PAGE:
Airbus Helicopters may have a fight on its hands to convince regulators, offshore operators and the oil and gas workforce that its Super Pumas are safe to fly in the North Sea again, but the airframer’s chief executive insists that the rotorcraft have a future in the region.
The European Aviation Safety Agency on 7 October lifted a flight ban it had imposed in June on the AS332 L2 and H225 helicopters following an earlier fatal accident involving the latter type.
Despite the move – and the related safety measures – grounding orders are still in place in the key countries of the UK and Norway. EASA also admitted that the “root cause of this failure is still not fully understood” by the manufacturer.
However, Guillaume Faury, Airbus Helicopters chief executive, maintains that all stakeholders can eventually be convinced that the Super Puma family is safe.
“Some people say we have not understood [the root cause]. We know a lot. We are down to a small number of scenarios, which are very precise scenarios, for which we can put appropriate protections in place,” he says.
He is adamant that “it is not the case” that the Super Puma is no longer wanted by North Sea operators, but admits there has been “a significant loss of trust”.
“It is something we fully recognise and are fully aware of and we have to go through the steps to restore that trust. That has to be based on very robust, convincing, solid arguments.”
Faury also acknowledges that the “workforce especially” has “legitimate questions, doubts and fears” surrounding the safety of its helicopters.
Many in the North Sea region are particularly alarmed by the apparent similarities between the 29 April accident in Norway in which 13 died and a 2009 fatal crash of an AS332 L2 in UK airspace which killed 16 passengers and crew.
Both involved Super Puma helicopters and in both cases a fatigue fracture of a second stage planet gear in the epicyclic module resulted in a catastrophic failure of the main gearbox.
Faury says that it will now begin a wide-ranging engagement process with all stakeholders as it looks for a full return to service.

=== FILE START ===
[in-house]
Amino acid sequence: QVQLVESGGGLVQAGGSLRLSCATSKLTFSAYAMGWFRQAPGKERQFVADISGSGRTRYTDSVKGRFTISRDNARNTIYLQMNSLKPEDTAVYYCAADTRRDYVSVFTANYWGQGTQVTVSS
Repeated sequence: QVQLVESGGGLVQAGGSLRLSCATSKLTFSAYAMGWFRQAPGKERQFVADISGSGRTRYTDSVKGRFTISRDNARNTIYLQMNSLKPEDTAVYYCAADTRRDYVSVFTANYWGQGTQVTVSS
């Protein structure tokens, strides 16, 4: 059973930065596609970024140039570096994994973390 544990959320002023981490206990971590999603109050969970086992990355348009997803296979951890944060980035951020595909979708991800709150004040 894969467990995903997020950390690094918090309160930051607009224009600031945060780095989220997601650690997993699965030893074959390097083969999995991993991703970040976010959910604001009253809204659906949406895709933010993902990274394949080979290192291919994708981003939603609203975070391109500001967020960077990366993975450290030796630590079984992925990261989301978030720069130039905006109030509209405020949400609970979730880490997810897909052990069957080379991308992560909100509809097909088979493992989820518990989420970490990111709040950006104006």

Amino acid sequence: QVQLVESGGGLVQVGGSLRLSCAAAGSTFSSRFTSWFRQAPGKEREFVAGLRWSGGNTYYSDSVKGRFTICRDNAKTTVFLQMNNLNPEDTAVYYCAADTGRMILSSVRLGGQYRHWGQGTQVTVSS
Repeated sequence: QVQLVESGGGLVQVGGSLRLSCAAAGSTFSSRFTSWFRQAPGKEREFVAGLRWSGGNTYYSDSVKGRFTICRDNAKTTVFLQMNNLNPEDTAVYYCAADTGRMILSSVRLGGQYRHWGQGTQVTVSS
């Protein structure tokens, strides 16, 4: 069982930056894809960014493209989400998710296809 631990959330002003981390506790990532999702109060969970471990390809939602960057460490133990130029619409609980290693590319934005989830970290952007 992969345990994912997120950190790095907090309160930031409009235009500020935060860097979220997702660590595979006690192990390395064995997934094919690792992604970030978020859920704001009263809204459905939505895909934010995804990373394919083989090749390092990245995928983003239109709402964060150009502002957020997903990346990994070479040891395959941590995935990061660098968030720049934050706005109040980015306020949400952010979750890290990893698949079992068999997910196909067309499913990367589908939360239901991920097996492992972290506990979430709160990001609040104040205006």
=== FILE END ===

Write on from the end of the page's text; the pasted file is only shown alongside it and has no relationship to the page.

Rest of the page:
Technical reviews of the research underpinning EASA’s decision are already under way with the UK and Norwegian civil aviation regulators, he says, “so those authorities can feel fully at ease and back the decision taken by EASA”.
In addition, it has “restarted in-depth technical discussions with operators,” he says.
However, Faury acknowledges that the process cannot be rushed and that it must proceed “step by step”. It is a “process that’s going to take time”, he says, of which EASA’s move is only the start.
“It’s a step – a very important step – but a step among others.”
Key to the process will be industry safety body HeliOffshore, which has already begun assembling information on the issue for all key stakeholders.
The organisation’s chief executive Gretchen Haskins says Airbus Helicopters has to clear a number of “hurdles” before all parties are convinced Super Pumas are safe.
“If you don’t have a case you believe in then you can’t convince the workforce. The reason I have been confident that this will only be returned to service when it’s safe to do so is that I know how many steps there are in the process.”
However, Haskins admits that she would not yet fly in a H225 or AS332 L2: “For me it would have to go through all the steps and it has only been through the first ones.”
To convince the workforce, she says, “you need to have absolute evidence” that the safety of the helicopter can be guaranteed.